Date of Award
Doctor of Philosophy (PhD)
The enzyme thrombin has been demonstrated through experimental and clinical studies to play a crucial role in mediating both inflammation and thrombosis in atherosclerosis. The cellular effects of thrombin in promoting atherosclerosis involve the activation of signaling pathways that result in the secretion of a host of various chemokines, cytokines, cell adhesion molecules, etc. that promote vascular inflammation. Due in part to thrombin and other pro-atherogenic molecules, this prolonged inflammatory state in atherosclerosis results in the deterioration of the endothelium, increasing the risk of focal thrombosis. Current treatment strategies to address the role of thrombin in atherosclerosis, despite efficacy of anticoagulant activity, suffer from significant bleeding side effects. Thus, the goal of this dissertation was to address the central role that thrombin plays in atherosclerosis and thrombosis through the application of perfluorocarbon nanoparticles carrying the direct thrombin inhibitor D-phenylalanyl-L-prolyl-L-arginyl chloromethylketone, to impart focal anti-inflammatory and anticoagulant effects at sites of high thrombin activity. In this work, we demonstrate the ability of thrombin-inhibiting nanoparticles and liposomes to form localized "anticlotting" surfaces that inhibit the growth of clots both in vivo and on ex vivo applications on bare metal vascular stents. We also investigate the use of quantitative fluorine magnetic resonance spectroscopy (19F-MRS) to demonstrate an inverse relationship between endothelial barrier integrity and propensity for thrombosis. We show that increased exposure of an atherosclerotic animal to an inflammatory stimulus (e.g. cholesterol) over time decreases endothelial barrier integrity and increases hypercoagulability, however resolution of these symptoms after removal of the inflammatory stimulus can be tracked using 19F-MRS. Furthermore, we demonstrate through proof-of-concept imaging studies, the possibility for non-invasive imaging of endothelial barrier disrupted atherosclerotic plaques. These concepts in mind, our final objective was to utilize the ability to deliver localized thrombin inhibition with thrombin-inhibiting nanoparticles and demonstrate their ability to limit the effect of vascular inflammation on loss of endothelial barrier integrity, as measured by 19F-MRS. Our results indicate that within one month of treatment with thrombin-inhibiting nanoparticles, ApoE-null atherosclerotic mice presented with diminished endothelial barrier loss, reduced hypercoagulability, and an overall 22.5% decrease in aortic arch plaque deposition.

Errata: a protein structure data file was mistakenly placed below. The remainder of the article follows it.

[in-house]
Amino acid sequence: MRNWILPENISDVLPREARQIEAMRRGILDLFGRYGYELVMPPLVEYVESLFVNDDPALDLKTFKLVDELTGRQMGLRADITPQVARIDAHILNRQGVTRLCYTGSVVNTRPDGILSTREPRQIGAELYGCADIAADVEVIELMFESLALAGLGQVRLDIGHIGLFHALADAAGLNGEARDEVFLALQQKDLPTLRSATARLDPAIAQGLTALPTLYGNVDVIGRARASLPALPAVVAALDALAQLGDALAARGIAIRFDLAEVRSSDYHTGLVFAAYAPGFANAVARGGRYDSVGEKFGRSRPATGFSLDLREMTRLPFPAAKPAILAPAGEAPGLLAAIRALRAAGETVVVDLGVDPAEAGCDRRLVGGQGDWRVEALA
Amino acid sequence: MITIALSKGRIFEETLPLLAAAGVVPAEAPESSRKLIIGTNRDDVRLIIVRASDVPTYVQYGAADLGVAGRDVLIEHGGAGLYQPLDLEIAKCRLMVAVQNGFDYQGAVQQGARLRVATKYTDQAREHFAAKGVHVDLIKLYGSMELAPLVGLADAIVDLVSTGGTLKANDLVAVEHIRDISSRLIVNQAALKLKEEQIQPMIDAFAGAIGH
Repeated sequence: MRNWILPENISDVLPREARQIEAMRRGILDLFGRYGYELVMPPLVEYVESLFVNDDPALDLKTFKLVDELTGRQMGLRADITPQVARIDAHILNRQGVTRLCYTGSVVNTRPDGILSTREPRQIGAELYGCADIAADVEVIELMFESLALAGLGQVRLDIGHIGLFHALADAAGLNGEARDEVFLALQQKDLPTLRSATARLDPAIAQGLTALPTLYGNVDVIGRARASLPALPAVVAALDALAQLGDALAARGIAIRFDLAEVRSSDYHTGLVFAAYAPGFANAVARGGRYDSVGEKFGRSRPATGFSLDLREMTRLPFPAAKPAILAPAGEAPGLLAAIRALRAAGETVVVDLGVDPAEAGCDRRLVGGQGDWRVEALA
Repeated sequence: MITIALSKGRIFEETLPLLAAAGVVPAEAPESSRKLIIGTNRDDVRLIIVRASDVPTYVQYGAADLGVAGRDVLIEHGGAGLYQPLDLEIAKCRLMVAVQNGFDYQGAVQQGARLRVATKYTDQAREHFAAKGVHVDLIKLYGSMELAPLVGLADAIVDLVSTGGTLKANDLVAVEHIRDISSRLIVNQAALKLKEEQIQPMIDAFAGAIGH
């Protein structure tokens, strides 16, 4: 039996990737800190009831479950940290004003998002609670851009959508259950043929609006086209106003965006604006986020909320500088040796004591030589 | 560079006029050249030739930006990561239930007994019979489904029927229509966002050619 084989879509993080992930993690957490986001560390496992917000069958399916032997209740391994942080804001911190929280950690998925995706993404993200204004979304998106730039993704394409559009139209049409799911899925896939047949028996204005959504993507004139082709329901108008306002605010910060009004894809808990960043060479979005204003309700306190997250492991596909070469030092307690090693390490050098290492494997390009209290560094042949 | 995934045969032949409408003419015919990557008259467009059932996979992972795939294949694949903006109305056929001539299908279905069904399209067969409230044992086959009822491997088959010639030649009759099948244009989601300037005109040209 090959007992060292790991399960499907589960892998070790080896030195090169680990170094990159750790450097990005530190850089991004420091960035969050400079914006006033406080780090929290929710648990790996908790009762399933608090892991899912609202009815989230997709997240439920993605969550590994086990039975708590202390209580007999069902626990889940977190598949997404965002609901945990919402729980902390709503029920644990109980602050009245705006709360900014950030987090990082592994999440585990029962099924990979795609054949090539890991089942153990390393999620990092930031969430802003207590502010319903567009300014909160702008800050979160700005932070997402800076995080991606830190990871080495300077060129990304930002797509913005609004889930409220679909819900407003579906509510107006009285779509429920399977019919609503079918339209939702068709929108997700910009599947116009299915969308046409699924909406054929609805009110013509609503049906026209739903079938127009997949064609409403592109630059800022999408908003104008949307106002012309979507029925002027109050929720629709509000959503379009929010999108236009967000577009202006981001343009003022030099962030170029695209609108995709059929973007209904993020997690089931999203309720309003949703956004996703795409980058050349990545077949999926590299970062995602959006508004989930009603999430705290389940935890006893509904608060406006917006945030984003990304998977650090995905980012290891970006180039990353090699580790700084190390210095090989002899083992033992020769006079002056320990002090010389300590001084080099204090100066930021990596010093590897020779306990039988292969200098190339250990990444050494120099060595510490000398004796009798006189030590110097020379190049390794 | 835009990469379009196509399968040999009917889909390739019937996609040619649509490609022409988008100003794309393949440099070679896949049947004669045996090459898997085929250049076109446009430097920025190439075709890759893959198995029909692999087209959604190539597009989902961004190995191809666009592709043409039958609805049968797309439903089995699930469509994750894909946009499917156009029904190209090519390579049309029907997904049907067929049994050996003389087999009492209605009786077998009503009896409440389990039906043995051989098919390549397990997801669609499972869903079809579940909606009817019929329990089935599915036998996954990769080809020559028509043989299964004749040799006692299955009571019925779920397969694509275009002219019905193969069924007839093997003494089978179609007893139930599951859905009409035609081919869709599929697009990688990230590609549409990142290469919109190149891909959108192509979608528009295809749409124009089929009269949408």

Future work on this platform would involve the improvement of dosing regimens that may address earlier time points of atherosclerosis development that may have a greater effect on induction of vascular inflammation. Nevertheless, these results demonstrate for the first time, the utility of focal thrombin inhibition as a means for a limiting vascular inflammation and hypercoagulability in atherosclerosis.
Shelly Sakiyama-Elbert, Donald Elbert, Dana Abendschein, J. Evan Sadler